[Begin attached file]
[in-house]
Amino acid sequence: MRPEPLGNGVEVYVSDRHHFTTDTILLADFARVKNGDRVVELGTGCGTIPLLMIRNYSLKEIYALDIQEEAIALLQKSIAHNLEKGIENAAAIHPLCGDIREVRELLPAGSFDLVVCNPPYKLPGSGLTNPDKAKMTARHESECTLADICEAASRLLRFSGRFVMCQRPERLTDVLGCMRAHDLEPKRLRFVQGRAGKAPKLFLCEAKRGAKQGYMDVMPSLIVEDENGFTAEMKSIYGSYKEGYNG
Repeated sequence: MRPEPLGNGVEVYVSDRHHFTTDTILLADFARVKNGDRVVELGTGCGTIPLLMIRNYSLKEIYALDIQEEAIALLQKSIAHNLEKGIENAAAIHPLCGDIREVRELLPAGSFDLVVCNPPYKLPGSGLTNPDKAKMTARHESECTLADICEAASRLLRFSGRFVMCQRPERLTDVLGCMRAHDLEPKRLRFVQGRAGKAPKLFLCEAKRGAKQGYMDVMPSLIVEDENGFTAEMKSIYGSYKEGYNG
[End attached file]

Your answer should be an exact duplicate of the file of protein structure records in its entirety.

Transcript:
[in-house]
Amino acid sequence: MRPEPLGNGVEVYVSDRHHFTTDTILLADFARVKNGDRVVELGTGCGTIPLLMIRNYSLKEIYALDIQEEAIALLQKSIAHNLEKGIENAAAIHPLCGDIREVRELLPAGSFDLVVCNPPYKLPGSGLTNPDKAKMTARHESECTLADICEAASRLLRFSGRFVMCQRPERLTDVLGCMRAHDLEPKRLRFVQGRAGKAPKLFLCEAKRGAKQGYMDVMPSLIVEDENGFTAEMKSIYGSYKEGYNG
Repeated sequence: MRPEPLGNGVEVYVSDRHHFTTDTILLADFARVKNGDRVVELGTGCGTIPLLMIRNYSLKEIYALDIQEEAIALLQKSIAHNLEKGIENAAAIHPLCGDIREVRELLPAGSFDLVVCNPPYKLPGSGLTNPDKAKMTARHESECTLADICEAASRLLRFSGRFVMCQRPERLTDVLGCMRAHDLEPKRLRFVQGRAGKAPKLFLCEAKRGAKQGYMDVMPSLIVEDENGFTAEMKSIYGSYKEGYNG